Prioritize climate action
I am happy to see the governor prioritizing “the greatest challenges of our day.”
The greatest, even existential challenge of our time is that of climate change. This is destabilizing our natural systems. It threatens our forest lands and agriculture. It brings high costs of floods, major storms and tornadoes, droughts and dangerous heat waves and other health threats.
We had three emergency-level droughts since the turn of the century, with more than 90 percent of the state affected, according to the Tennessean, even 99 percent in 2016. We had the Great Smokies and Gatlinburg fire that year; there were several costly floods around Nashville after “extreme” rains, such as are becoming common events under climate change.
The state had a Task Force on Energy Policy under Governor Bredesen. With the great urgency for climate action now, Governor Lee should revive it. He should join the national group of “Climate Mayors.” Through diverse actions and investments, they are advancing business and job opportunities — think solar power, electric vehicles — in their communities as well as minimizing the harm from climate change.
The governor is right in supposing that, when traveling I-81, we don’t want to be stopped for paying tolls. When this was at issue about a decade ago, 73 percent of comments submitted at public hearings opposed it. He should direct the TDOT Commissioner to look beyond car-centered transportation options only. This interstate now has almost four times its design capacity in freight-carrying trucks — squeezing, stressing and endangering automobile travelers who would then pay additionally, through polls, for its use. It should have an intermodal rail lane added, eventually to become part of the passenger rail service revival, which would help the climate, local economies and good land use, and which many Tennesseans desire.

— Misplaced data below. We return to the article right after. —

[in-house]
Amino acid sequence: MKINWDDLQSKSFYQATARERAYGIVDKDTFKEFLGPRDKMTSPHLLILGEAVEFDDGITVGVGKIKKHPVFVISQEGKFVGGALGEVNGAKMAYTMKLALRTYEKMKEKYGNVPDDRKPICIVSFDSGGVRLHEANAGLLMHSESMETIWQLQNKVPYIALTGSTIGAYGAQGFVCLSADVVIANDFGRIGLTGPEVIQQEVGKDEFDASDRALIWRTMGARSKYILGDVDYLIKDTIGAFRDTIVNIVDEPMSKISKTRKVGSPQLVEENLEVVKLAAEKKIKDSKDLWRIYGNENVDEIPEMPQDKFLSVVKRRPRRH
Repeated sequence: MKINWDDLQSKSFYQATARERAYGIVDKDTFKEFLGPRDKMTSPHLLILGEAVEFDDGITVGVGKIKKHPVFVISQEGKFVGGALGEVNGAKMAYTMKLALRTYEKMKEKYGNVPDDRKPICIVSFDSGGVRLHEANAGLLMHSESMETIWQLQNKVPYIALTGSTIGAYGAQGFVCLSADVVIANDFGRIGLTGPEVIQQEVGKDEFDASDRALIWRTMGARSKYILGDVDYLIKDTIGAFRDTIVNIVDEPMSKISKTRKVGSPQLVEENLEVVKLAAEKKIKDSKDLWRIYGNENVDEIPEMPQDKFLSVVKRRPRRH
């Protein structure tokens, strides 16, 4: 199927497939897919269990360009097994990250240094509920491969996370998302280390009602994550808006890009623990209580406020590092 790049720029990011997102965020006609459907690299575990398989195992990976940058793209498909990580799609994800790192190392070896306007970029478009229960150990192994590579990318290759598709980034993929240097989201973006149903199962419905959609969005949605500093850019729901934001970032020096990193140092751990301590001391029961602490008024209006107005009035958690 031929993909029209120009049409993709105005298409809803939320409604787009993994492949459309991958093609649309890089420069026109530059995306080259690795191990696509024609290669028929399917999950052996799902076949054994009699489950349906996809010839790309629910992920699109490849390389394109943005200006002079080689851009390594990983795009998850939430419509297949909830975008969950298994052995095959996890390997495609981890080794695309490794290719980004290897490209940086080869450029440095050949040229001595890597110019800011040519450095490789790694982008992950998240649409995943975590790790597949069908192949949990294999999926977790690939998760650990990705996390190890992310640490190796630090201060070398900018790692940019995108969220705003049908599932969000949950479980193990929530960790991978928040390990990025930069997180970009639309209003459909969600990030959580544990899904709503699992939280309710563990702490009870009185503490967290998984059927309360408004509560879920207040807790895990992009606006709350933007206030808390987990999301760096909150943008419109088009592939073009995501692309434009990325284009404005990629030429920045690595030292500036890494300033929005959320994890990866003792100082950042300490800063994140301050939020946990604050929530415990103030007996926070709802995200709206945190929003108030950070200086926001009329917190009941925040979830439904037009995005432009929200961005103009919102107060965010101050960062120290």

Stop the giveaways
I was hoping that our new governor, Bill Lee, would focus on the needs of regular hard working people. He, like our previous governor, has been very successful in business, so some of the very first words out of his mouth are to give tax breaks to business.
This practice is all too common, both state and federal, as our president rewarded himself and his fellow billionaires with huge tax breaks immediately after taking office. We desperately need funding for our schools, infrastructure, healthcare and our state and local police departments. Tax breaks, year after year for the wealthy and businesses are the very reason that we cannot fund state, federal and local needs. Tax break dollars since the early 80s far exceed the huge and rapidly growing federal deficit. Without these continuing huge tax breaks, we would not be in debt with most of the money given to people who really don’t need it, leaving the burden to the huddled masses — us.
Here’s a list
First, just this week I was diagnosed with a rare aggressive cancer. Therefore, I would really like to see the legalization of medical marijuana. Many of us seniors face difficult times, and would like alternatives to opioids. Also some local farmers could benefit.
Second, I would like to see the reduction or elimination of the sales tax on fresh produce, which would be beneficial to both consumers and farmers.
Thirdly, any tax incentives for more efficient vehicles (like the new VW electric cars that will be manufactured here in Tennessee) would be forward thinking.
Lastly, I would like to see passenger rail service available in Northeast Tennessee to both points north and south to Atlanta.
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